Kilauea Volcano: Code red warning issued as eruptions intensify

An enormous and continuous plume of dark ash began spewing from a fissure on Hawaii's Kīlauea Volcano with increased intensity on Tuesday. This prompted the USGS to issue a red alert for aviation, warning airlines and pilots to avoid the volatile area.

Aviators need to be wary of airborne ash, as the particles are large enough to impact the aircraft's engines and cause engine failure.

The ash cloud is reportedly reaching as high as 10,000 to 12,000 feet above sea level. This has varied depending on the strength and direction of the wind, with falling ash and increased vog reported in Pahala, a town 18 miles downwind of Kīlauea, according to the USGS.

There are now 20 active fissures that have cracked open since the volcano's eruption on Thursday, May 3, and 37 structures have been destroyed.

Hundreds remain evacuated from the Leilani Estates community, with more businesses closing and evacuations ordered with each new fissure.

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The observatory also remains concerned for the possibility of an explosive eruption at the volcano's Halema'uma'u Crater.

"At any time, activity may become more explosive, increasing the intensity of ash production and producing ballistic projectiles near the vent," according to the USGS observatory notice from Tuesday afternoon.

Winds are expected to direct the hazardous vog mainly to southern and western areas of the Big Island this week.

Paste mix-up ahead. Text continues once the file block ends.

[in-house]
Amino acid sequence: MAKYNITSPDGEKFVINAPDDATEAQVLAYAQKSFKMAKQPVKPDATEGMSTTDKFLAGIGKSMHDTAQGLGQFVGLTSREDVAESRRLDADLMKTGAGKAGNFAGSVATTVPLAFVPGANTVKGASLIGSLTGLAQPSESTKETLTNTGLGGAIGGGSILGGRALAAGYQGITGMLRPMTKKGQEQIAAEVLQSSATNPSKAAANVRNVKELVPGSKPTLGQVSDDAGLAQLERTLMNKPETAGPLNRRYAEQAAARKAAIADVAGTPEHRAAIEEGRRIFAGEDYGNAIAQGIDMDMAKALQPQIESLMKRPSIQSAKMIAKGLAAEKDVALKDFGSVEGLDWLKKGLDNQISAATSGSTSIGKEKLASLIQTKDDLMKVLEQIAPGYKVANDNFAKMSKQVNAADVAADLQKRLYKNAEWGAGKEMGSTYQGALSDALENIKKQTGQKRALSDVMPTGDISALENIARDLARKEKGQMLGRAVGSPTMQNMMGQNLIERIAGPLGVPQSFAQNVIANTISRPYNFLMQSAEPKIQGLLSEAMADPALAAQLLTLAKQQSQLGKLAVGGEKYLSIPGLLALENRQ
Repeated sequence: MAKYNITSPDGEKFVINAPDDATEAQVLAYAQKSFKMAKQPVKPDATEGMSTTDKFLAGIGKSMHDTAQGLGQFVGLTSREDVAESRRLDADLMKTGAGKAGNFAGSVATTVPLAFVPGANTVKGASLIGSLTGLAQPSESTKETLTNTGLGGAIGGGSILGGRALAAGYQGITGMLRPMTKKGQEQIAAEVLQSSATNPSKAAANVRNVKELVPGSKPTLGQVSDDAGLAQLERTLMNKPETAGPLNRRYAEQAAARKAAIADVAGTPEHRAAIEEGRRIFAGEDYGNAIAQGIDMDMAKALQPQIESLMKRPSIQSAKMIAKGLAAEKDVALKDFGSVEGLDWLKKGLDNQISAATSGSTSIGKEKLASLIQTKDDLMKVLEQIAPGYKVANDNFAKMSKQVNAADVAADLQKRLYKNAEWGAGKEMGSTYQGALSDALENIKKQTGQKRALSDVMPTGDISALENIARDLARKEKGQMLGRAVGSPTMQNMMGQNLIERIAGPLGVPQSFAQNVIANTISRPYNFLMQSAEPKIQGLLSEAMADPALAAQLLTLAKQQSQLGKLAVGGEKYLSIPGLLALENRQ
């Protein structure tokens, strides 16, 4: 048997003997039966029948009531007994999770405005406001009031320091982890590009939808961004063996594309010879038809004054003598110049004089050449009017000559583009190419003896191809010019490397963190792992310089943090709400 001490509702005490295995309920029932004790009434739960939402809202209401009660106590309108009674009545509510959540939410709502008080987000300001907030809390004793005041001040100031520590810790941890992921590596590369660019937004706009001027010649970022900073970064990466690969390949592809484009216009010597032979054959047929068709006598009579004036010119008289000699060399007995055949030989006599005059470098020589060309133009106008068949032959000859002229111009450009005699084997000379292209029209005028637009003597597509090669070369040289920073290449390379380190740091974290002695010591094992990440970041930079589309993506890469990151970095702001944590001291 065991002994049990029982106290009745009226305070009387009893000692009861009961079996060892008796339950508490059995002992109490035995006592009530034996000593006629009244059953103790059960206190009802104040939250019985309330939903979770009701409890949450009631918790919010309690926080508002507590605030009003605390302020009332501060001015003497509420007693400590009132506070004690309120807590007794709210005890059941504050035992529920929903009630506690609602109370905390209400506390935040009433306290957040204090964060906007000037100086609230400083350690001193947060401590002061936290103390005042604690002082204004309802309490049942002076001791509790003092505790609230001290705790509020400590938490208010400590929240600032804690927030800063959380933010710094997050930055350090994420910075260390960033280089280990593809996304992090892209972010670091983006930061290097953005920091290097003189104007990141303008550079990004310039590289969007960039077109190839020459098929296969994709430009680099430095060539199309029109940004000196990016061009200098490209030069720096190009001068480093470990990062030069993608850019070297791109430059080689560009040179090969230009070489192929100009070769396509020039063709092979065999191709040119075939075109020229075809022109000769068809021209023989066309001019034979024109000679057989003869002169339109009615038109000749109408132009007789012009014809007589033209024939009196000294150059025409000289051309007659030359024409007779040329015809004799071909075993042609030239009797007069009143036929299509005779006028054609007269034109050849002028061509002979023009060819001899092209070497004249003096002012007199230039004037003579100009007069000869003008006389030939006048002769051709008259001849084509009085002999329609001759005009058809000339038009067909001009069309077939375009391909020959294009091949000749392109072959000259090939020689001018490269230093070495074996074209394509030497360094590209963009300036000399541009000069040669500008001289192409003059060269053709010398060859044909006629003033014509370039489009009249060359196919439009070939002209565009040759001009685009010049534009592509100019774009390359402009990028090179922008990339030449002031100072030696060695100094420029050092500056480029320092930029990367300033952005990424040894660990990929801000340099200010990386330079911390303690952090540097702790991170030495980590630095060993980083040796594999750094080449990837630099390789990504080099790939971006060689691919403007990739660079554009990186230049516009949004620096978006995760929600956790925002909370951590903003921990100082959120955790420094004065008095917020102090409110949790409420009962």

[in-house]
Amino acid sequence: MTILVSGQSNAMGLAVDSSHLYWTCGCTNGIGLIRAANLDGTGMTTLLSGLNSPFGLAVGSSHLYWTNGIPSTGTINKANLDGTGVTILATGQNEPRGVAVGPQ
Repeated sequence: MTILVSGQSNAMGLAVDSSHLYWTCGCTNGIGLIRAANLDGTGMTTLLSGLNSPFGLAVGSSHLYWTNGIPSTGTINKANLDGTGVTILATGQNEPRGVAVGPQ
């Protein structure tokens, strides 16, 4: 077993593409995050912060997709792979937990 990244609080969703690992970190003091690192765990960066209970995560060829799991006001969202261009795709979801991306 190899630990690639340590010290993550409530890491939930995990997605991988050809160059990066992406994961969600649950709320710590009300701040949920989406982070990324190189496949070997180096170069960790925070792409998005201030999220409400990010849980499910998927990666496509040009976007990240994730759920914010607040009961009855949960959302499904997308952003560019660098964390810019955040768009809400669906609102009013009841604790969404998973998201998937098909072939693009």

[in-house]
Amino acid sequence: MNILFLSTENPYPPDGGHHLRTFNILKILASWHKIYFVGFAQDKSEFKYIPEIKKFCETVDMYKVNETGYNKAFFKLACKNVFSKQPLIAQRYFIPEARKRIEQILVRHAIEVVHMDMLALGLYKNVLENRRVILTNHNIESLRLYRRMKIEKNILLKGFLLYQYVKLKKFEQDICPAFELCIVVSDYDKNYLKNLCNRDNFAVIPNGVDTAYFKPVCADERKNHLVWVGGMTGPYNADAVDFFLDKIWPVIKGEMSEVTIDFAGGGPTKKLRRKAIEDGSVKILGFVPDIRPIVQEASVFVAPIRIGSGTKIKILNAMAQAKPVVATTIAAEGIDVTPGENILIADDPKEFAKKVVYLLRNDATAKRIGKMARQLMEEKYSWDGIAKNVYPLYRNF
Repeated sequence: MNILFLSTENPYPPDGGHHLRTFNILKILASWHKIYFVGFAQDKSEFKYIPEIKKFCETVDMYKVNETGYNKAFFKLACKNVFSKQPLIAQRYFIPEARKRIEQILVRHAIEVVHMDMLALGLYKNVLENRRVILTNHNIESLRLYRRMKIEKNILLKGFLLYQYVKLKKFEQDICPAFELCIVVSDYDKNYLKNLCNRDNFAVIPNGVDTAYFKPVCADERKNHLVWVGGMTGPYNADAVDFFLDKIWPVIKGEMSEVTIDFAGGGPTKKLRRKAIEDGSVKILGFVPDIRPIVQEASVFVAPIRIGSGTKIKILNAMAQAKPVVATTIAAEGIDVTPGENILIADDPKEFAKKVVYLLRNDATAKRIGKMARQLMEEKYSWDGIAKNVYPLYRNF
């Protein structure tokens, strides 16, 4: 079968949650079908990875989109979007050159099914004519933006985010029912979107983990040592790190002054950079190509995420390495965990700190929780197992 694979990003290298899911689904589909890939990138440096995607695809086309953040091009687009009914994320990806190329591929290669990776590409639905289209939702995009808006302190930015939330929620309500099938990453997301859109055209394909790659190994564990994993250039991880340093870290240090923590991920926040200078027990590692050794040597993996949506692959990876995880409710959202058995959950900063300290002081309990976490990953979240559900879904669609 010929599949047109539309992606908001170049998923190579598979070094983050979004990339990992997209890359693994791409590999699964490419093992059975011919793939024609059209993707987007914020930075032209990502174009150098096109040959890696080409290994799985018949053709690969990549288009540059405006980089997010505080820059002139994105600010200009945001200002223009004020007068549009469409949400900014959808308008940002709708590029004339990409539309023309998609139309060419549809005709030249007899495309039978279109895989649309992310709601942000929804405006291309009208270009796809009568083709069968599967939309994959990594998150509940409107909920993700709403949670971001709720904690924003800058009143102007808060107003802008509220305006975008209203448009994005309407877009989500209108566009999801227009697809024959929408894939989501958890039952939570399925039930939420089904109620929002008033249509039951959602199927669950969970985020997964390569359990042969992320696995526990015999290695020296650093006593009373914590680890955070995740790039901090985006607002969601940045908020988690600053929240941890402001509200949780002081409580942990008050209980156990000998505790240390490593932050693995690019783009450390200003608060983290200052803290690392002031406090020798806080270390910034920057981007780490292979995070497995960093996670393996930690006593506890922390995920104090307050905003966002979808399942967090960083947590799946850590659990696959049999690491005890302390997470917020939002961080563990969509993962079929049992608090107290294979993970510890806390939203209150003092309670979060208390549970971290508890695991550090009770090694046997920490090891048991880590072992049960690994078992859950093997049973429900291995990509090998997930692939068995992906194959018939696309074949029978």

"Earthquake activity, ground deformation and continuing high emission rates of sulfur dioxide in the area indicate additional outbreaks of lava are likely as this eruption continues," the Hawaiian Volcano Observatory reported late Saturday.

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Such fears prompted officials to close much of Hawaii Volcanoes National Park until further notice.

"Due to the ongoing seismic activity and the anticipated explosions caused by large rock falls, the interaction of ground water and lava and the possibility of an ensuing ashfall event, the Kīlauea portion of the park will be closed...until further notice,” National Park Service officials said in a statement.

The national park closed entirely on Friday, May 4, due to strong and damaging earthquakes. No injuries were reported and about 2,600 visitors were evacuated.

“A magnitude 6.9 earthquake struck at 12:32 p.m. Friday and caused violent shaking throughout the park. It triggered rockslides on park trails, crater walls and along sections of Chain of Craters Road,” officials said at the time. "Just one hour earlier, a magnitude 5.4 earthquake caused a coastal cliff to collapse into the ocean near the Hōlei Sea Arch.”

"This could generate dangerous debris very near the crater and ashfalls up to tens of miles downwind," the Civil Defense Agency stated.